Enable JavaScript in Chrome with 5 Clicks

Enable javascript in Chrome

How do you turn JavaScript on and off in Chrome? Here’s how to do it in just five clicks, and why you might want to enable it—or not—in the first place.

Let’s get started.

1. Click Settings in the Chrome menu.

chrome menu screenshot

2. Select Advanced at the bottom of the Settings page.

3. Under Privacy and security, scroll down to Site Settings.

chrome privacy menu screenshot

4. Click JavaScript.

chrome site settings menu screenshot

5. Toggle to Allowed.

chrome javascript menu screenshot

And you’re done!

Why should you enable JavaScript?

Most websites have JavaScript elements now.

It’s a simplification, but essentially: HTML tells website elements where to be, CSS tells them how to look, and JavaScript tells them what to do. JavaScript handles interactive elements and things that move.

That means it’s the force behind everything from Google Docs to popups telling you that you forgot to add your phone number to a signup form. The character counter on Twitter that lets you know if your tweet is too long? The Cloudflare account we’re using to stop our website from being flooded and shut down? Google Analytics? All JavaScript.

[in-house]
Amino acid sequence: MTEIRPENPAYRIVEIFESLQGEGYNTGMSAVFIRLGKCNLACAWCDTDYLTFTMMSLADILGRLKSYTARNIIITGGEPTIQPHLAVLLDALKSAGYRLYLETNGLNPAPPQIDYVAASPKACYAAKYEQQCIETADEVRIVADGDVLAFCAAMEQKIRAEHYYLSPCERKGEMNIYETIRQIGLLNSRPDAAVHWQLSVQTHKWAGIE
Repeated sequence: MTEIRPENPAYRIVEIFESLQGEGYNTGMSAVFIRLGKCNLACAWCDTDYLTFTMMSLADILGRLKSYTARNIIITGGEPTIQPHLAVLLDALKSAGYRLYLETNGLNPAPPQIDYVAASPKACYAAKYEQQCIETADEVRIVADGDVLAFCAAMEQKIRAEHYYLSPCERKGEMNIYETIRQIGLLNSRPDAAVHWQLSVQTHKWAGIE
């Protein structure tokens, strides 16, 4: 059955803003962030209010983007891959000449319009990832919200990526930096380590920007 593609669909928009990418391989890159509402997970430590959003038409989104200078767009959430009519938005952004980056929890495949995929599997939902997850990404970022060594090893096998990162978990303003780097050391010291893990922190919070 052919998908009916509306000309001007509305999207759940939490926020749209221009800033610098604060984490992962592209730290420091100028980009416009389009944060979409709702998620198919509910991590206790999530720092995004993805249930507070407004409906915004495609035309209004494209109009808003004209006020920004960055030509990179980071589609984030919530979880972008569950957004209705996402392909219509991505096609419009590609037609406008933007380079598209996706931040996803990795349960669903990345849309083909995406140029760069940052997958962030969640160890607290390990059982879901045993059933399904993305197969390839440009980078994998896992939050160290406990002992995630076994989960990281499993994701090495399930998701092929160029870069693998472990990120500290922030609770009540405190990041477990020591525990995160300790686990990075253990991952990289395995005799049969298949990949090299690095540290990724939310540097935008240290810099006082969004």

As Flash has fallen from favor—just 5% of websites now use it—JavaScript has stepped into the position Flash used to fill: the go-to solution to making anything move on a website. So Facebook, YouTube, and other video sites are also dependent on JavaScript.

Youtube still works without JS but defaults to Flash, which is a worst-case scenario—and even that won’t be available for much longer. In 2020, Chrome will pull support for Flash because of its vast privacy and security issues.

So the main reason to turn on JavaScript is so the internet works. Without JS, the web is slightly faster and cleaner, with fewer ads, but with much-reduced functionality as well.

Is it safe to enable JavaScript?

JavaScript is so essential to the modern web that most browsers include a dedicated JavaScript engine just to run it—V8 on Chrome, for instance. Most of the time JavaScript is safe.

Many websites use the library of prewritten JavaScript called JQuery—it’s used by 73% of the 10 million most popular websites—and tools like Bootstrap also use third-party JS libraries. These are typically hosted by Google’s content delivery network and managed by teams that include security professionals. Many of these libraries do contain vulnerabilities (see more on that below) but in practical terms, they’re usually safe to use.

JavaScript dates from a time when bandwidth was expensive and so was server space. Because JS is executed on your computer, rather than on the servers of the websites you visit, it doesn’t strain server space or leave much of a dent in bandwidth, making it an ideal choice for developers starved of resources.